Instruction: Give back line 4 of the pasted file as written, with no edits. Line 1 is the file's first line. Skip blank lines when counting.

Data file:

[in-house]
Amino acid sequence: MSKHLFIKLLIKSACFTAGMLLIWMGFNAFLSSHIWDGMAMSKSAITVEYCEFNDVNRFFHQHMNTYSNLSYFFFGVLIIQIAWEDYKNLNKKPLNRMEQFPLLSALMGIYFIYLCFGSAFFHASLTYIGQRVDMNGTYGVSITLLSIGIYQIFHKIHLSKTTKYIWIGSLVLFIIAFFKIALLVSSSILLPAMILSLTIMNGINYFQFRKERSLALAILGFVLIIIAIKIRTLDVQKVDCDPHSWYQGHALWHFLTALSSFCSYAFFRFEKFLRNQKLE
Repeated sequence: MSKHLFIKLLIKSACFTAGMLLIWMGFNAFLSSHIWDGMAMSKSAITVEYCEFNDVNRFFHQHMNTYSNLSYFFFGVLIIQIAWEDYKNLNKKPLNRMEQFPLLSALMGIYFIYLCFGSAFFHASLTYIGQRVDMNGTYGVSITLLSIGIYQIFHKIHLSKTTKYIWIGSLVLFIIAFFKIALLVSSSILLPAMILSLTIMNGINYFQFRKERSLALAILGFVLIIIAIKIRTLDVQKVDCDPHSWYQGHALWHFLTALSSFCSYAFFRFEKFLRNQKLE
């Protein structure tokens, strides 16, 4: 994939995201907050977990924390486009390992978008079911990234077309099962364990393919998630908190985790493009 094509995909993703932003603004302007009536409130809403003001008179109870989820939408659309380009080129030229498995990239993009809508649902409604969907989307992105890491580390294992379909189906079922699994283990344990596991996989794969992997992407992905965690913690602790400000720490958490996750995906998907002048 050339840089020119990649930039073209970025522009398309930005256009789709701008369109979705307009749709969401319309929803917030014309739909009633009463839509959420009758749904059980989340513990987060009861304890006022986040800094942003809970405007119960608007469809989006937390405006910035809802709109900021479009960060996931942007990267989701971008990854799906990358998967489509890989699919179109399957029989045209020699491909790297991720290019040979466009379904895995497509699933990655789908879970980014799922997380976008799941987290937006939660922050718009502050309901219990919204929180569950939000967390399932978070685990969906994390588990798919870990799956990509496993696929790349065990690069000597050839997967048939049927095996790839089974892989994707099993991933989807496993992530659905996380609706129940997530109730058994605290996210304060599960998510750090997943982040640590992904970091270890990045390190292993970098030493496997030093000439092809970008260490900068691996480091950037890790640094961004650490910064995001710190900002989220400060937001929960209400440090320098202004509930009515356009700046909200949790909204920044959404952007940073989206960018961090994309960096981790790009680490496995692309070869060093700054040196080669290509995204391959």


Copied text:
């Protein structure tokens, strides 16, 4: 994939995201907050977990924390486009390992978008079911990234077309099962364990393919998630908190985790493009 094509995909993703932003603004302007009536409130809403003001008179109870989820939408659309380009080129030229498995990239993009809508649902409604969907989307992105890491580390294992379909189906079922699994283990344990596991996989794969992997992407992905965690913690602790400000720490958490996750995906998907002048 050339840089020119990649930039073209970025522009398309930005256009789709701008369109979705307009749709969401319309929803917030014309739909009633009463839509959420009758749904059980989340513990987060009861304890006022986040800094942003809970405007119960608007469809989006937390405006910035809802709109900021479009960060996931942007990267989701971008990854799906990358998967489509890989699919179109399957029989045209020699491909790297991720290019040979466009379904895995497509699933990655789908879970980014799922997380976008799941987290937006939660922050718009502050309901219990919204929180569950939000967390399932978070685990969906994390588990798919870990799956990509496993696929790349065990690069000597050839997967048939049927095996790839089974892989994707099993991933989807496993992530659905996380609706129940997530109730058994605290996210304060599960998510750090997943982040640590992904970091270890990045390190292993970098030493496997030093000439092809970008260490900068691996480091950037890790640094961004650490910064995001710190900002989220400060937001929960209400440090320098202004509930009515356009700046909200949790909204920044959404952007940073989206960018961090994309960096981790790009680490496995692309070869060093700054040196080669290509995204391959």